He was a skinny little kid with a quick wit and a big smile and the first day I picked him up we drove a few blocks to the McDonald's on Hiawatha Avenue, where I think he ordered a cheeseburger, and then we talked about what kinds of things he wanted to do over the next few weeks or months.
That was 20 years ago.
Last week Alex Mingus staged a kind of guerrilla wedding before 50 friends and family members beneath the Stone Arch Bridge in Minneapolis, where he pledged his love and devotion to Marguerite and her three kids, Lamont, Forest and Olivia.
I've had some personal and professional accomplishments during those 20 years, but I can't recall being prouder than when Alex stood up and claimed his new family, and with them the incredible responsibility of being a father. So excuse me the indulgence of a rare personal column, but this is my best opportunity to shill for mentoring programs, in this case Big Brothers Big Sisters.
I met Alex when he was 11 years old. Smart but restless and bored in school, Alex lived with his single mother, Crystal, a great mom who wanted to make sure Alex had a connection to a positive, responsible adult role model. So she signed him up for Big Brothers Big Sisters, and instead they got me.
Alex, who is biracial, had preferred a black "Big," but there just weren't very many volunteers. So he waited. And waited. And waited.
When my previous little brother moved away, the caseworker sensed that Alex and I might make a good match. I had grown up in the inner city, gone to schools with diverse student bodies and had hung in there despite my previous little brother's shaky family life.
Alex and I hit it off right away. He was a keen social observer with a writer's eye for the absurd and hypocritical. He could mimic various accents and recite whole routines of his favorite comedians. We became fast friends.
Over the years, we did the usual. I put up a basketball hoop in my backyard. We went to movies, played catch with a football, went to the beach.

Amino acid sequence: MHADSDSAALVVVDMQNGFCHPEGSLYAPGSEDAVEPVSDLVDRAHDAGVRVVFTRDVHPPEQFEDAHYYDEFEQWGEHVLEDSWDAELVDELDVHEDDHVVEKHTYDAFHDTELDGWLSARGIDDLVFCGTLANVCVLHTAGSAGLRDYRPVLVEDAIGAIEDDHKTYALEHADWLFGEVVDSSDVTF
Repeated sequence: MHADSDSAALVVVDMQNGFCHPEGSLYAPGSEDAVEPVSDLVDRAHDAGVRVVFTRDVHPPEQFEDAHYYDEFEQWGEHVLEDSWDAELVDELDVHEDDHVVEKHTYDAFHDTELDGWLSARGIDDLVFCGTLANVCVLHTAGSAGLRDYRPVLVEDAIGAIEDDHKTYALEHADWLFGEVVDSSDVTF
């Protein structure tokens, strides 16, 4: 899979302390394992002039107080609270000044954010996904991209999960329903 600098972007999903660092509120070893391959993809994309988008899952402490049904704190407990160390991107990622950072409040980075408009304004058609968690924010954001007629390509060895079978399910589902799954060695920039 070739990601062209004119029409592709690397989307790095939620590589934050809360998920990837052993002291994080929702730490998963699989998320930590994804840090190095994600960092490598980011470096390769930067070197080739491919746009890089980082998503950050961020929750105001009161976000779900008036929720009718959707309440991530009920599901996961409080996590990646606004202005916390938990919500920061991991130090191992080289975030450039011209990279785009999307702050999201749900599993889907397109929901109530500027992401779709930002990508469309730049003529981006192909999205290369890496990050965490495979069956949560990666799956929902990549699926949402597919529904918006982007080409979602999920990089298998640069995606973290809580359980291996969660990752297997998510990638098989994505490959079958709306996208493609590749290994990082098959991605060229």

One year we drove to the Wisconsin Dells, then on to Chicago. A more responsible big brother might have taken Alex to the Art Museum. I took him to the Billy Goat Tavern to show him the source of the famous Saturday Night Live "Cheeseborger-Cheeseborger" skit.
The other day, Alex reminded me of my prank at the Sears Tower. A little kid was leaning against the glass, and I loudly said, "Did you hear about the boy who fell through the glass last week?" The look on the kid's face proved a trip highlight for Alex.
We went to New York and hung out at night in Times Square, back when it was interesting. When a crowd gathered at one point, I told Alex: Those German tourists are going to get conned in three-card monte. He was so impressed when someone yelled "Cops!" and fled with a $100 bill that I had to persuade him that three-card monte was not a legitimate career path.
We had some tough times. Alex was "uninvited" to two private schools. There were times he let me down, and times I let him down. But we remained friends and changed each other's lives.
Gloria Lewis, president and CEO of Big Brothers Big Sisters of the Twin Cities, said there are currently 750 kids waiting for a mentor to meet with them once a week.
"We don't want all of your time, we want some of your time," said Lewis. "We want people who will enjoy being with a kid who may not have many adults in their lives. You may be it."
I could easily appeal to someone's charitable nature to persuade them to try being a big brother or sister, but I could just as well appeal to their selfishness: I think I got more out of my friendship than Alex did.
I got to know his terrific family, helped him pick out his first suit and watched him do a cartwheel across the stage when he got his high school diploma. That's hard to top.
When we met for lunch a few days before his wedding, he told me how meeting Marguerite and her kids had matured him. "They've made me a better person," he said.
I would say the same thing about Alex.